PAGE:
She was married to the fabled porn producer Bobby Hollander. They divorced in 1990.

- IMDb Mini Biography By: Jon C. Hopwood

Spouse (1)

Bobby Hollander(21 March 1981 - 1990) (divorced)

Trade Mark (1)

Exotic Erotic

Trivia (5)

Prior to her porn career, she was a stockbroker on Wall Street.
Served as administrative director of the now-defunct Adult Film Association, the pornographic film industry trade association, from 1989-1992. Leonard was kicked out after the merger of the AFA with the Free Speech Coalition (FSC) as FSC board members didn't want an outspoken former porn star to be the face of the new organization, and they objected to her demand that the term "Adult" be retained for the new organization's title. "Many of us are motivated by passion and principle rather than just profits." Ironically, after leaving the industry for several years in the 1990s, she was elected president of the FSC in 1998, one year after her return to porn production.
Leonard grew up in New York. She worked on Wall Street for three years as a registered representative of the now defunct Schweickart and Company. Leonard also worked for various PR firms. She started out as a copywriter for Electra Records when they were "just a little one-room office in Greenwhich Village.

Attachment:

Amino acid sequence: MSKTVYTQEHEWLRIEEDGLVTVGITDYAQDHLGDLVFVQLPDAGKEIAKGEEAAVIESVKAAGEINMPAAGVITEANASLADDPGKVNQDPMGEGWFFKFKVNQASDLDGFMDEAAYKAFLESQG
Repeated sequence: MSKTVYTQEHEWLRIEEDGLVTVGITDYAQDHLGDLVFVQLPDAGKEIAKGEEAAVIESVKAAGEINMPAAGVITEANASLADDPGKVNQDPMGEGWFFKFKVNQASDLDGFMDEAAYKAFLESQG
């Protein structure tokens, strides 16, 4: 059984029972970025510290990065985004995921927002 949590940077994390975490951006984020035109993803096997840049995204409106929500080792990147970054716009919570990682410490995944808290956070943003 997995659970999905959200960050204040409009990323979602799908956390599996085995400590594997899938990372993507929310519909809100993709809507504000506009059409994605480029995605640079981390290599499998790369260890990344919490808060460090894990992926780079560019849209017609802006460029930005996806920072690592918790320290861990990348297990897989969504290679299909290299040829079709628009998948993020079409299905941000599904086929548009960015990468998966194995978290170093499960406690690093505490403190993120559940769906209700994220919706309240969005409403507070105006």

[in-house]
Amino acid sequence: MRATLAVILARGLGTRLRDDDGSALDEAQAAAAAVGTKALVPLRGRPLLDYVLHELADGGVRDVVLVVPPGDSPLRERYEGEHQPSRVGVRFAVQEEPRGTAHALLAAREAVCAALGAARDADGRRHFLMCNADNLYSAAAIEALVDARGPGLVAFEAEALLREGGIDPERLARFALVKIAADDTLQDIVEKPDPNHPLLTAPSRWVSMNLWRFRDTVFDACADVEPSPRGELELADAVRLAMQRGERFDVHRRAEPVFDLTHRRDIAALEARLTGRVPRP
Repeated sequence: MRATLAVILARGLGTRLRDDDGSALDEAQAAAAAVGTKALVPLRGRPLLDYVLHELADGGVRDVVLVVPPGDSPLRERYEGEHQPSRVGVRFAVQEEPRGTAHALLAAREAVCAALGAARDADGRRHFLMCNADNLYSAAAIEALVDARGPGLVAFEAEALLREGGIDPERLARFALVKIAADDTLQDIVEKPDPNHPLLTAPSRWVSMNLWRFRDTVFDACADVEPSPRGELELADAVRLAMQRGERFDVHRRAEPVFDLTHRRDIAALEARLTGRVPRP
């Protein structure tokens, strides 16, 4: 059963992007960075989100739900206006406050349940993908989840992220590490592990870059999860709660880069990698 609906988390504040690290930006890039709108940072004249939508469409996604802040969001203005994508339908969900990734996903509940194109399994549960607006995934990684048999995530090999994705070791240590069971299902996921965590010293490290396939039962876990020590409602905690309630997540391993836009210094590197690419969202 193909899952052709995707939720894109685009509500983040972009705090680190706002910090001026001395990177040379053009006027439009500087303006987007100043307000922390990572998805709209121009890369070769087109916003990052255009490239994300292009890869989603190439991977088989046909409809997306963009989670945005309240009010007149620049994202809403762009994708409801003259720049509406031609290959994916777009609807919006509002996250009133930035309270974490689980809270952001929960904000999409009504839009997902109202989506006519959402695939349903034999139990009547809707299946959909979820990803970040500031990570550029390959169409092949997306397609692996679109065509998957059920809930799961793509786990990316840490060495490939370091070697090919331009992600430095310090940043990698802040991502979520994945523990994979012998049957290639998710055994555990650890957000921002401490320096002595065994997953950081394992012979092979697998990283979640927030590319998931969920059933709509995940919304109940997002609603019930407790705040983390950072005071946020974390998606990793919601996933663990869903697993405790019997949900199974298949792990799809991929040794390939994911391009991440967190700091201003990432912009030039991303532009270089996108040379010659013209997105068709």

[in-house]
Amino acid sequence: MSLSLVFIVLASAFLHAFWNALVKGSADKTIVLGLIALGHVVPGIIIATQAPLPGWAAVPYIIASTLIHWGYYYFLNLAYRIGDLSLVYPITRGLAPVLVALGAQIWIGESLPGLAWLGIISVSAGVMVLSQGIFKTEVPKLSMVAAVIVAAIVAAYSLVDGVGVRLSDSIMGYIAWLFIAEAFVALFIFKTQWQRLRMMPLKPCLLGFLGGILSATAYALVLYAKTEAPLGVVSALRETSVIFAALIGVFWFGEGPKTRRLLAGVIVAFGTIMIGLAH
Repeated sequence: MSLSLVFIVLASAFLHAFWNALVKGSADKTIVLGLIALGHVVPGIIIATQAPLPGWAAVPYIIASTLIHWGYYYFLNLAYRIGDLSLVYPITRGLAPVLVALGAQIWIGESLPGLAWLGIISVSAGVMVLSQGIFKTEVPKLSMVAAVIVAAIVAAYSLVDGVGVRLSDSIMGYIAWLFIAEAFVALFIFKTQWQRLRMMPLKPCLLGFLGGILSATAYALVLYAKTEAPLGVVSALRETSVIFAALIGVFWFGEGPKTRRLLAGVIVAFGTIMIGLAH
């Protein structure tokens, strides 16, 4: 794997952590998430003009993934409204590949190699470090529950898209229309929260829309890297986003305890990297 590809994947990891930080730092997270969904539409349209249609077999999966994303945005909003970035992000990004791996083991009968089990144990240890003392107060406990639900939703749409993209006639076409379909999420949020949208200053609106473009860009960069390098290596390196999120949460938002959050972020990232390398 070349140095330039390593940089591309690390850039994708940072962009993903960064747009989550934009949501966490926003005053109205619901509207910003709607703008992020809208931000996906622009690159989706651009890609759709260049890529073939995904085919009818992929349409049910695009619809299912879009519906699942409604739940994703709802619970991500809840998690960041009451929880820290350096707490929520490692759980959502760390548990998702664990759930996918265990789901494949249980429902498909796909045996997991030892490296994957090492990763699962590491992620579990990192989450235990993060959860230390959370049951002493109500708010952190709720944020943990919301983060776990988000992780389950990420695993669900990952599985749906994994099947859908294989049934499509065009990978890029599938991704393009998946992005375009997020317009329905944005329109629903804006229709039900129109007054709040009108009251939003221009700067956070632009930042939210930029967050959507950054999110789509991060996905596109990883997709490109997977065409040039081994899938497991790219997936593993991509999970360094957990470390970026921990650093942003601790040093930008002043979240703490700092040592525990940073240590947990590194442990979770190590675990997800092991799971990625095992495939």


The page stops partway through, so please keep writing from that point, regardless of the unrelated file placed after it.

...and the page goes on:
"High Society" magazine owner Carl Ruderman hired Leonard to be the publisher of the men's magazine to give it the unique twist of having a woman as the head of its editorial operation. As publisher from 1977-91, Leonard pioneered the (un)coverage of celebrities (in its "Celebrity Skin" features and stand-alone magazines) and telephone sex.
Profiled in the book "Golden Goddesses: 25 Legendary Women of Classic Erotic Cinema, 1968-1985" by Jill C. Nelson.

Personal Quotes (1)

[on her 14-year stint as publisher of "High Society" magazine] I started supervising layouts, shoots, writing a lion's share of the copy, including cover lines. I went out on the road and visited many of our wholesalers. There were 400-500. They in turn distributed to the retail level. I met with everyone from the truck drivers to the company principals. I examined bulk records to see how many copies an agency was getting. How many magazines they were returning. I did four to seven media interviews a day at times, depending on what "High Society" wanted to promote.